Tue | Aug 3, 2021

Reggae Film Festival Week begins

Published:Tuesday | April 17, 2012 | 12:00 AM
Barbara Blake Hannah, chairperson of the Reggae Film Festival, makes a point at the festival's launch at the Hilton Kingston hotel on January 28. - Ricardo Makyn/Staff Photographer
Giancarlo Esposito in a scene from an episode of 'Breaking Bad' where he plays a drug dealer/upstanding citizen. - Contributed
Ryan O'Neal's 'Slumber Party Slaughter' to be given midnight screening. - Contributed
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Organisers of this year's Reggae Film Festival are expecting the event to surpass previous presentations, with the opening-night screening of Sing Your Song, the HBO documentary on singer/social activist Harry Belafonte, whose Jamaican roots took him to fame as singer of Jamaica Farewell and Day-Oh - The Banana Boat Song.

Among the festival highlights are three new features and several shorts by Jamaican filmmakers, the presence of a well-known African-American producer/director/actor and the award of $50,000 for the winner of the RBC Make A Film In 24 Hours competition.

The festival week began yesterday with the two-day RBC Make A Film In 24 Hours competition that ends today. Film screenings begin with a gala opening at 7 p.m. on Wednesday, continuing until the awards night on Sunday.

The festival includes films from the United States, the United Kingdom, Canada, Serbia and a Caribbean programme of films selected by the Trinidad and Tobago Film Festival.

African-American actor Giancarlo Esposito, star of several Spike Lee films and recently lauded for his role as 'Gus' in the acclaimed ABC-TV series Breaking Bad, will be bringing the 2008 feature film Gospel Hill starring Danny Glover, Angela Bassett and Samuel L. Jackson, which he produced and directed for his Quiet Hands film production company.

J'cans competing

Teams of Jamaican filmmakers are already competing in the RBC Make A Film In 24 Hours competition to be judged by a panel of four.

The increasingly popular competition is expected to see keen amateur and professional Jamaican filmmakers showcase their filmmaking skills in a five-minute film to be returned today, having started yesterday.

Entries will be shown at night during the festival programme, before a final winner is selected.

Because of the volume of film entries and the many activities planned for the week, the organisers have moved to a larger venue in the Gardens of the Jamaica Pegasus.

Festival Director Barbara Blake Hannah says that the fifth edition of the Reggae Film Festival will be a positive step forward in its efforts to help build the Jamaican film industry.

In a surprising move, after rejecting Slumber Party Slaughter, a Hollywood horror-film entry co-starring '70s Hollywood icon Ryan O'Neal, as unsuitable for the Reggae Film Festival, a special midnight screening of the film will take place outside the film festival, to be attended by the film's producer/director.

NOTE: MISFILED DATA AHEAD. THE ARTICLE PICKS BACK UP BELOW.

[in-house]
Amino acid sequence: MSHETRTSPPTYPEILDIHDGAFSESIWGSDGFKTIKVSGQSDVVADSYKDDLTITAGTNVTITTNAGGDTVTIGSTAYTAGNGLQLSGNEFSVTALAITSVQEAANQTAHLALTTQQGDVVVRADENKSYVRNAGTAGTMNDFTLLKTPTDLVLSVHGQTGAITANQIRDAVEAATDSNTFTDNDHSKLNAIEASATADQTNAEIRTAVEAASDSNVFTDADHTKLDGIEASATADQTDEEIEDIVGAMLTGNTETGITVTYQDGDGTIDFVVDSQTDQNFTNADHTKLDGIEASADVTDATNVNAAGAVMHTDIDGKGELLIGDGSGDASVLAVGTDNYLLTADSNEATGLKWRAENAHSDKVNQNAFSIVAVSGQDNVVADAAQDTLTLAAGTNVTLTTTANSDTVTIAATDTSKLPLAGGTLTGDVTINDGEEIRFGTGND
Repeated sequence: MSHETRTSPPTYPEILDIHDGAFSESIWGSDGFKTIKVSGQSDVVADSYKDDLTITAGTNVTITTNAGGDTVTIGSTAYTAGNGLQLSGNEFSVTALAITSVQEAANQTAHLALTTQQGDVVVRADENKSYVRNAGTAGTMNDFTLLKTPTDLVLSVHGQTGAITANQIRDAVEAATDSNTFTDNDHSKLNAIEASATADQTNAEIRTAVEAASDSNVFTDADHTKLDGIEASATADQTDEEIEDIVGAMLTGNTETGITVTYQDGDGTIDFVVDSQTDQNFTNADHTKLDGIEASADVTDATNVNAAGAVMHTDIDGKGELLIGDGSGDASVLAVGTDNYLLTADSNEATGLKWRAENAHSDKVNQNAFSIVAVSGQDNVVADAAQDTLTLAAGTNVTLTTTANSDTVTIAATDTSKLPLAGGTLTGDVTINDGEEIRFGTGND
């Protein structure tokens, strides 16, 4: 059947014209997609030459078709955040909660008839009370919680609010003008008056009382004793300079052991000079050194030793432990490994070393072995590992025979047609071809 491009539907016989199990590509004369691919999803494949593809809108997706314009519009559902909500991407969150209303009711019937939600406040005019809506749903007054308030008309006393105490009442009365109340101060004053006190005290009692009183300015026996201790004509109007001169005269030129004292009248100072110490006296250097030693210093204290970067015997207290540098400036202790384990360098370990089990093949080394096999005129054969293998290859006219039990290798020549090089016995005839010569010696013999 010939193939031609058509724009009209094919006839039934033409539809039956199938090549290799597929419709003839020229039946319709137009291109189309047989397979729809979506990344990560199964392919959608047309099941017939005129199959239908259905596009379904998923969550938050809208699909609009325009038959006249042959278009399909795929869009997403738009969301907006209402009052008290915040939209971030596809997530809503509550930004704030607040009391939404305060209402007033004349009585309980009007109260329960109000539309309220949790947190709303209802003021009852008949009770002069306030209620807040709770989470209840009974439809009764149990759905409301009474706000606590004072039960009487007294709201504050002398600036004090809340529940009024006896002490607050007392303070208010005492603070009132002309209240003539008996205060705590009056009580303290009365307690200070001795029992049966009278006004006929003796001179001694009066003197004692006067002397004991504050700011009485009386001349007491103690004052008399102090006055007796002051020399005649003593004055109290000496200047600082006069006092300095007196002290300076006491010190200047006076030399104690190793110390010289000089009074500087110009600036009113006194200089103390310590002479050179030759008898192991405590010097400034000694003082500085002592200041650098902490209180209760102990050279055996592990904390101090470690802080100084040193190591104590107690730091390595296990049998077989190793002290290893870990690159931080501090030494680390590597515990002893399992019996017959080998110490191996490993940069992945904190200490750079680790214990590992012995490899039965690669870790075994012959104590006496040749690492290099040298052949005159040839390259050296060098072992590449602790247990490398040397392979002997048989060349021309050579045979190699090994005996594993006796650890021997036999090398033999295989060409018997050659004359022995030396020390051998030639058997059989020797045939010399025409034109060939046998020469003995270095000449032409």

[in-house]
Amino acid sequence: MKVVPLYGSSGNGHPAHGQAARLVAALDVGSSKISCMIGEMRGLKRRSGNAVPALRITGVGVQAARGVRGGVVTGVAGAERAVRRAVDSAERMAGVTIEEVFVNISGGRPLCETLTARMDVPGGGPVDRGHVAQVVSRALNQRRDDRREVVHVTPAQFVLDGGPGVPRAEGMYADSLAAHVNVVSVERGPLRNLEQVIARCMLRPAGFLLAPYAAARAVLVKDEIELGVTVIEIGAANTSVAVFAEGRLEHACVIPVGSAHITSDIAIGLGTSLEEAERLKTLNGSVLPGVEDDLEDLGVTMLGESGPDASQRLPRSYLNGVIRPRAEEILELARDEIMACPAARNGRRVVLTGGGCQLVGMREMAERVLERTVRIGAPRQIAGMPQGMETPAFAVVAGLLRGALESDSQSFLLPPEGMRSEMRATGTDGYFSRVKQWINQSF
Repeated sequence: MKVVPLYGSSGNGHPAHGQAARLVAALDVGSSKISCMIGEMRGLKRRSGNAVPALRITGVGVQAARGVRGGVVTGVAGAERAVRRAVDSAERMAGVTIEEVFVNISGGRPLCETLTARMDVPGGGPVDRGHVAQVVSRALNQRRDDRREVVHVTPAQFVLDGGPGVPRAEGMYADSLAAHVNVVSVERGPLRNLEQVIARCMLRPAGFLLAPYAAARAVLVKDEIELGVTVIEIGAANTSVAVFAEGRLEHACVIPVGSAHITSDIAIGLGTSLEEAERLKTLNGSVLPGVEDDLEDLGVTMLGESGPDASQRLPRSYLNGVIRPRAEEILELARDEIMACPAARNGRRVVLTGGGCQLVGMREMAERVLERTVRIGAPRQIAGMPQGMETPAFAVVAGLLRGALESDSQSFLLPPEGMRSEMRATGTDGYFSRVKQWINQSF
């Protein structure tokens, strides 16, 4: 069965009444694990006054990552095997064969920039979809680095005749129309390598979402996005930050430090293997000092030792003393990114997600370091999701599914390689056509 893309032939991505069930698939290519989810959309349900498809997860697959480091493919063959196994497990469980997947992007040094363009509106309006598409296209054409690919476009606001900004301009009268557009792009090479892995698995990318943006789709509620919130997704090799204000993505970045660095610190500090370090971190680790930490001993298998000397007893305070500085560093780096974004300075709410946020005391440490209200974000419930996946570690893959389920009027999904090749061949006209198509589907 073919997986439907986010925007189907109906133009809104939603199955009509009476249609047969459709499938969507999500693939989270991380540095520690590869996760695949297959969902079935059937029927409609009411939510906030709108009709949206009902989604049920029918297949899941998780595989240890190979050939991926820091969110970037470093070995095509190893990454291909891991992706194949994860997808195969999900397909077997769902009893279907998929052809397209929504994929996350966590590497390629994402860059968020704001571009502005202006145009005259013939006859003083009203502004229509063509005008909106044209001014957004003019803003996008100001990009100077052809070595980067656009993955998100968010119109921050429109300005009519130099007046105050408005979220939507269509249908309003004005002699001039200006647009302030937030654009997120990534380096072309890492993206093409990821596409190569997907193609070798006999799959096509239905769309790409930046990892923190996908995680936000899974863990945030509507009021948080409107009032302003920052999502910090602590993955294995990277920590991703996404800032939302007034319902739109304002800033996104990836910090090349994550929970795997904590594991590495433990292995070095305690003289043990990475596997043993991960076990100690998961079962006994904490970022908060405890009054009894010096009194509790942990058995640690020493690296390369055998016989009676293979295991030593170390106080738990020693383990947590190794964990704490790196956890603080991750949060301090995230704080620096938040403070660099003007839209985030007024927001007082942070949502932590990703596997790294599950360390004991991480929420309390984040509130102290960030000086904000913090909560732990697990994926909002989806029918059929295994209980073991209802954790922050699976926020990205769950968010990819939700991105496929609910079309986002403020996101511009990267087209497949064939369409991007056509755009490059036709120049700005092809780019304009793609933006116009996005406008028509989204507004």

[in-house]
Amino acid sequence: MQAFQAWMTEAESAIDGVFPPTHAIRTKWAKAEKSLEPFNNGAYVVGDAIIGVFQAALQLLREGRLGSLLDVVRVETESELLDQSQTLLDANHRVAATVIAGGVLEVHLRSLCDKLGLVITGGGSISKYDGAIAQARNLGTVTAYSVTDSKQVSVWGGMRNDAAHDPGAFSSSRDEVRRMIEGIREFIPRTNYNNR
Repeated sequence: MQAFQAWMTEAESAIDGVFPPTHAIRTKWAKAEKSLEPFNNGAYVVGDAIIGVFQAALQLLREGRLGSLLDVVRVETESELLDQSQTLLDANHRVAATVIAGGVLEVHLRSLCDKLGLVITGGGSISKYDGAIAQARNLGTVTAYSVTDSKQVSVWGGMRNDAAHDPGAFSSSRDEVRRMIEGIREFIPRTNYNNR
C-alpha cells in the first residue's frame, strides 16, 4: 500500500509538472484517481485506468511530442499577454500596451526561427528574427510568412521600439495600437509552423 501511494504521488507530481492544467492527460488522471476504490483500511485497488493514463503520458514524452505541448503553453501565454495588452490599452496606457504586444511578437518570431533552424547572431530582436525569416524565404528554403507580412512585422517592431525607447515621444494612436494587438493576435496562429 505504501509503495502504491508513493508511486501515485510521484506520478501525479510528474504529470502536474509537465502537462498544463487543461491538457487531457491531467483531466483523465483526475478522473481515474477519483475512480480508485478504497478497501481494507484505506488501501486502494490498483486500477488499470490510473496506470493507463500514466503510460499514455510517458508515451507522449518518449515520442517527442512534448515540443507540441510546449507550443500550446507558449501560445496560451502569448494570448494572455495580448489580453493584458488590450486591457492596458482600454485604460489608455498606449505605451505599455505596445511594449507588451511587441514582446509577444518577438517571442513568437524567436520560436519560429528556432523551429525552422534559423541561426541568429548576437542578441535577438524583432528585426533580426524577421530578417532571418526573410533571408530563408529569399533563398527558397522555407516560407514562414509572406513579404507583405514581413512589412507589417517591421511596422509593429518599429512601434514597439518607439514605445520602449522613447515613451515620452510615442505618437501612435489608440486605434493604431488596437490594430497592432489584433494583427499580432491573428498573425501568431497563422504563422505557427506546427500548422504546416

Seminars and press conferences with festival guests will be held on Thursday afternoon, but the Reggae Film Festival cinema will close that night for the free premiere of Marley.

The Reggae Film Festival comes to a close on Sunday with the presentation of awards in several categories including the 24-hour competition. The night ends with the screening of the 'best' of the week's feature and documentary entries.

… to host scriptwriting seminar

The Reggae Film Festival will hold a scriptwriting seminar on Thursday, with guest speakers Amba Chevannes and Tanya Davies.

Chevannes is a graduate of the University of the West Indies and the Tisch School of the Arts in New York. She has a Master of Fine Arts in dramatic writing. She teaches screenplay writing at the Edna Manley College and Media Training Institute. She has written several screen plays and plays, some of which have gone on to stage and the small screen. Two of her plays received critical acclaim in 2007 and 2008. She is also a partner and producer at MADKOW Productions. She will be presenting on the technical aspects of writing a screenplay and breaking into the business.

Tanya Davies is a creative agent who writes, produces, illustrates, designs, teaches and consults in the fields of traditional, digital and interactive media. She has written several locally produced television screenplays and serials. Davies has received honorary mention in the Organisation of Black Screenwriters Screenwriting Competition and Jury of Peers Competition for her feature-length script Maroon, and was an honorary recipient of the Princess Grace Award for her undergraduate thesis.

Davies' work

A current lecturer (primarily online) at the Northern Caribbean University in Jamaica, Davies teaches TV production, writing for e-Media and scriptwriting. Co-founder of The Writer's Clinic which offers consultations, analysis, workshops, seminars, and basic legal/contract counsel for aspiring or professional television/radio narrative scriptwriters, Davies will be presenting on the legal and financial aspects of writing.

Kevin Jackson, the coordinator of the scriptwriting seminar, is also a writer himself and an up-and-coming film director. He has several published short stories and articles, he has written several short and feature-length screenplays, some of which he is focused on releasing this year.

He is the founder of the Jamaican Film Industry Facebook page, a group enabling Jamaican filmmakers and film enthusiasts to network.

Reggae Film Festival Programme

Today

9 a.m.

Conclusion of RBC Make A Film In 24 Hours

competition

Tomorrow

Beginning at 7:00 p.m.

National Anthem, Welcome

Cine Jamaica

Since I Fell For You

Surface Love

Sing Your Song (Harry Belafonte

documentary)

Intermission

Cine Jamaica

We The Ragamuffin

Feature (UK/JA)

Caribbean Programme

Buchi Fil (Curaçao)